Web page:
J. Scott Applewhite, AP
A decision by the U.S. Supreme Court that will leave in place terms of the Deferred Action for Childhood Arrivals program, or DACA, for a period of months or longer, should have been welcomed by Congress as an opportunity to get to work on a long term solution regarding the status of “Dreamers,” and potentially other immigration-related policy. Unfortunately, it appears instead that lawmakers will deliberately ignore the issue until after the mid-term elections in November.

A decision by the U.S. Supreme Court that will leave in place terms of the Deferred Action for Childhood Arrivals program, or DACA, for a period of months or longer should have been welcomed by Congress as an opportunity to get to work on a long-term solution on the status of “Dreamers” and potentially other immigration-related policy. Unfortunately, it appears instead that lawmakers will deliberately ignore the issue until after the midterm elections in November.

This is not what the public wants, according to numerous polls. A recent survey by CNN shows 83 percent of Americans want the Obama-era program that offers protection to about 800,000 immigrants brought to the country as children to continue. We would hope that congressional leaders would summon the fortitude to address this issue in a positive fashion as soon as possible and not treat it as a political hot potato best tossed into the corner until a new Congress appears in January. But congressional leaders have now admitted the issue will likely not be addressed until after the next House and Senate races.

That’s clearly because, despite broad public support for DACA, enough congressional representatives serve districts in which anti-immigration sentiment is high enough to present a potential roadblock to their re-election. They don’t want to risk offending a voter base that stands firm against any immigration-related legislation it views as a form of “amnesty.” The entrenched obstinacy of this somewhat small but vocal voting segment has made it impossible thus far for Washington to even consider a comprehensive approach to immigration reform, including action on DACA.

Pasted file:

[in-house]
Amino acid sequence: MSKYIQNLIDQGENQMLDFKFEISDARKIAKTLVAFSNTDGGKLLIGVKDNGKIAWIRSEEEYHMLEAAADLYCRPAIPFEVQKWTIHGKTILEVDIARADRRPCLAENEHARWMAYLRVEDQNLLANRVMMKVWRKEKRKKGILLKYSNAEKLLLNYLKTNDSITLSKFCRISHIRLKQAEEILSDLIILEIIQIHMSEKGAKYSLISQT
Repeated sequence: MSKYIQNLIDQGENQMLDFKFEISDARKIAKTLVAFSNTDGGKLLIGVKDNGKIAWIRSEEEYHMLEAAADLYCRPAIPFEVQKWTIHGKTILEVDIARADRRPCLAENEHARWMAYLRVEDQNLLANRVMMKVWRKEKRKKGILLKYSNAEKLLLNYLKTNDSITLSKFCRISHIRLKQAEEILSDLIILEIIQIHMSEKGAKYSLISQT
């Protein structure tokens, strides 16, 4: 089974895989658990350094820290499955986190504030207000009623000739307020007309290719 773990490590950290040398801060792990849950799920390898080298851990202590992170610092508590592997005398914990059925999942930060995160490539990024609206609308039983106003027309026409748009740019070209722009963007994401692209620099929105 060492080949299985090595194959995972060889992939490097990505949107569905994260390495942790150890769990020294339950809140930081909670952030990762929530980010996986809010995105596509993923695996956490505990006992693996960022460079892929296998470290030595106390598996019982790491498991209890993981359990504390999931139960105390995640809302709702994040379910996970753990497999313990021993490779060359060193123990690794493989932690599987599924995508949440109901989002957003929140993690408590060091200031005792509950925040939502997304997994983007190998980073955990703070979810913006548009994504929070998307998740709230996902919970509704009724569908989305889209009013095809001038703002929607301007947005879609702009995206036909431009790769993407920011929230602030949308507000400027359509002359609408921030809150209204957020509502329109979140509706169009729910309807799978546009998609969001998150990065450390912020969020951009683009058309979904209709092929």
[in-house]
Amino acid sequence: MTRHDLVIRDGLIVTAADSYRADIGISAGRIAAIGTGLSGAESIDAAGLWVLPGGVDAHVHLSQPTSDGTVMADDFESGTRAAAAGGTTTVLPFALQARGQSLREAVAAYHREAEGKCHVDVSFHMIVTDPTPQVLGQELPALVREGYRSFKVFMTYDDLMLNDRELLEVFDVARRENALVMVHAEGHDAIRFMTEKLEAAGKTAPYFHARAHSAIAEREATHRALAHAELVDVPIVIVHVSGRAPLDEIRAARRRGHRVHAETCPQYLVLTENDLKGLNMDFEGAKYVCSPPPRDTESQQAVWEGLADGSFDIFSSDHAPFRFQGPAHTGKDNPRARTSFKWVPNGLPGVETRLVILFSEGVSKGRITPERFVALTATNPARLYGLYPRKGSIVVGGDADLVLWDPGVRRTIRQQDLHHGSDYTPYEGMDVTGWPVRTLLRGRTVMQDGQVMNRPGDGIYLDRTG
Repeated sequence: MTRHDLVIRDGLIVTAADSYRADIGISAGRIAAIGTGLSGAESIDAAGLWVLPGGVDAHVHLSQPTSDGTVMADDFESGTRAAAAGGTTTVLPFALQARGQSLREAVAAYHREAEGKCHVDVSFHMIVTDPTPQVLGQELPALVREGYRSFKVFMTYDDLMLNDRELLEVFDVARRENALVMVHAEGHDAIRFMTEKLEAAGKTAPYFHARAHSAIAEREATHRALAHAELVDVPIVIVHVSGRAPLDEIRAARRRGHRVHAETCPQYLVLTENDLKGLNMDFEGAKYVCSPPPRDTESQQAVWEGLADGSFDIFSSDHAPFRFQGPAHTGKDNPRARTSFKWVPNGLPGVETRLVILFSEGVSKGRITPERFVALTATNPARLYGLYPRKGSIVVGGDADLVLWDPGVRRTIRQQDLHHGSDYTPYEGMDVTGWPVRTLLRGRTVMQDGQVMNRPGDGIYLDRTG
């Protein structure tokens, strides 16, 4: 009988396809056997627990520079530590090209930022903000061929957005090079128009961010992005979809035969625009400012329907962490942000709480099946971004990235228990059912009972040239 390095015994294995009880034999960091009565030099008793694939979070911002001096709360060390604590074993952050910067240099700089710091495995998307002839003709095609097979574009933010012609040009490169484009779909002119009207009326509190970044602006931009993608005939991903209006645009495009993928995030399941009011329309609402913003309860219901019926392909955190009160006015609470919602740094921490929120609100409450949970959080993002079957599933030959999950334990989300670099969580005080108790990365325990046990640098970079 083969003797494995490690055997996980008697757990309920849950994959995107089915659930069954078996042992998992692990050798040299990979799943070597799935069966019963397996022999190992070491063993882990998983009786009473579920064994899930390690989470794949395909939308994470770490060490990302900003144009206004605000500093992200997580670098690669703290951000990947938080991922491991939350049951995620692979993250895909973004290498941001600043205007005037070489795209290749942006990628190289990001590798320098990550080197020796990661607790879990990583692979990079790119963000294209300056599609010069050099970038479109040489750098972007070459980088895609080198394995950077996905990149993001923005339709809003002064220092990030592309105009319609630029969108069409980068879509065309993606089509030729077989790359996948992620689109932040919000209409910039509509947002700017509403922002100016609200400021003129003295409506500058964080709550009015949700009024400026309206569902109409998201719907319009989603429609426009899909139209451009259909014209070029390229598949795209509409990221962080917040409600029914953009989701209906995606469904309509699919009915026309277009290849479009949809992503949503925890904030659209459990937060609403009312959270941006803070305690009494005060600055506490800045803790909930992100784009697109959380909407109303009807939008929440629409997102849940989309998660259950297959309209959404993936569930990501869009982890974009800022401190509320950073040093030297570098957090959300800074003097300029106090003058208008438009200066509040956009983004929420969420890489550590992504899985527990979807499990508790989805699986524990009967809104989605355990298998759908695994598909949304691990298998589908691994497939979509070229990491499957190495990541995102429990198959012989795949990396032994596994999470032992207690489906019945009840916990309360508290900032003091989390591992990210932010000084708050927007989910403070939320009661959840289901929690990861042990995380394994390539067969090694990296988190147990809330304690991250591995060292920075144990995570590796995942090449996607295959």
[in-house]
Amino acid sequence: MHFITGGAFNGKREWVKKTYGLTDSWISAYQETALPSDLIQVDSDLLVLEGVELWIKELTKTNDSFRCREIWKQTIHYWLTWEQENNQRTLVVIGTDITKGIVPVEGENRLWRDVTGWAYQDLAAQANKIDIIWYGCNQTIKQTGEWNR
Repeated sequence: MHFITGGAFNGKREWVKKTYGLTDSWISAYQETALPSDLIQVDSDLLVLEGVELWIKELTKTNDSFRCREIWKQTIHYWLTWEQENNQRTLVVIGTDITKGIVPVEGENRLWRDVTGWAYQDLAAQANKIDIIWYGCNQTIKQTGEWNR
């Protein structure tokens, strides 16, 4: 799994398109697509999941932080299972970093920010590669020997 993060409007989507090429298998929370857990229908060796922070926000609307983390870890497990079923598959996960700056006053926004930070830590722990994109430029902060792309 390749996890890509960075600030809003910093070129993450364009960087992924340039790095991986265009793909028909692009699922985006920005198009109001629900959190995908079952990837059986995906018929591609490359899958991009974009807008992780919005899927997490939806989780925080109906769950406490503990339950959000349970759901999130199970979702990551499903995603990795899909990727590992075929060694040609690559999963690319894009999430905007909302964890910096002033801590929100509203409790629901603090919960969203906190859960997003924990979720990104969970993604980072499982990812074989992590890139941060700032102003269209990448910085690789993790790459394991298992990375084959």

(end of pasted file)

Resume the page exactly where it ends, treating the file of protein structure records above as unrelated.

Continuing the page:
While we have long supported comprehensive reform, we acknowledge that the current political atmosphere may mean it is more effective to move incrementally. The first step should be resolution of DACA. President Donald Trump’s order to rescind the program has been blocked by two federal court rulings, which the Supreme Court has left in place until the case makes its way back to the high court, probably not for months or longer.

The administration and Congress were close to resolving the issue with a proposal that lumped a DACA solution together with funding for a border wall and changes to immigrant qualification policies. But that effort was also waylaid by reluctance among politicians to take stand on a measure that contained elements constituencies on both sides of the aisle might find objectionable.

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Regardless of what happens on Election Day, it’s imperative Congress and the White House work toward resolving DACA in a way that grants this group of young people an American future with opportunity and certainty. We would hope resolution of DACA might pave the way for additional legislation to deal with all the frayed ends of current immigration policy, including border security, visa qualification requirements and enforcement guidelines. The current situation is untenable. Millions of immigrants are in a situation of not knowing what their future may hold. Federal immigration agents, operating without clear direction, seem in many instances to be enforcing deportation orders inconsistently and somewhat randomly from region to region.

The failure of the current Congress to effectively deal with this constitutes dereliction of duty. It now appears the country is left only with hope that whatever the political makeup of a new Congress might be next year, it will find the strength to address an immigration system whose current operations are incoherent and too often inhumane.